This year already four incidents have taken place, the last one on April 31 when Xi Jinping was visiting Xinjiang. Xi, who had recently declared a “hit first’ policy against the Uighur separatists, has overseen several new steps to counter Uighur separatists. This includes an unofficial ban on Uighur men keeping beards, using Uighurs to spy on Uighurs, and cracking down on mosques among other things.
The People’s Republic of China is used to crushing any opposition ruthlessly. That is their problem solving formula. As the global stage shrinks such methods may not be possible any longer.
The geographical area of the terrorist strikes have increased. They are no longer localized in Xinjiang but have occurred as far away as Beijing and Kunming. Closing Kebab stalls in Beijing is not the kind of brain wave to counter terrorism. What has limited the extent of damage is the non-availability of weapons and ammunition in China’s black markets. The terrorists are making do with knives, swords and homemade bombs from fire cracker material. But it may not be long before lethal explosives find their way across the western borders.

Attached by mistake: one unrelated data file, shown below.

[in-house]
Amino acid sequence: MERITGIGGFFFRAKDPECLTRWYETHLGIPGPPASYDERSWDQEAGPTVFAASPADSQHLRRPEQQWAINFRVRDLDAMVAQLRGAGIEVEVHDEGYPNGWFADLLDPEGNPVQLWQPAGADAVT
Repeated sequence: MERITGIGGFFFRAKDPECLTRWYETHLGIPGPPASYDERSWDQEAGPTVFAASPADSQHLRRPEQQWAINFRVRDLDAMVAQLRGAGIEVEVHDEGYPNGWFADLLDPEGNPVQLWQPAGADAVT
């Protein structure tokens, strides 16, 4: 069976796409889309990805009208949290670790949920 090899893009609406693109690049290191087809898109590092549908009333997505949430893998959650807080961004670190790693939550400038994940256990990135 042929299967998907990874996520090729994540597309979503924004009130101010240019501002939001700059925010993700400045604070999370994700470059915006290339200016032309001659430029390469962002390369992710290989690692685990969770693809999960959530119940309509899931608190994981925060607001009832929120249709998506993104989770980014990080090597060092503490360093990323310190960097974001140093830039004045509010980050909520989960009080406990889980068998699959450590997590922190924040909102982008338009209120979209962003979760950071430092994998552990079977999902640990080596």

Too much of hard hitting on Muslim culture, religion and way of life may also incite other Muslim minorities in the country.
Uighur militants have formed links with hard-line Islamic terrorists over the years. They have fought along with the Afghan Taliban in Afghanistan. The al Qaida are voicing support to the Chinese Uighurs and may even retaliate against Chinese workers in Pakistan, Afghanistan and some of the African countries. Incidents have happened. With Uighurs in Central Asian countries empathizing with Chinese Uighurs, China’s silk routes through Pakistan and Central Asia may not be safe.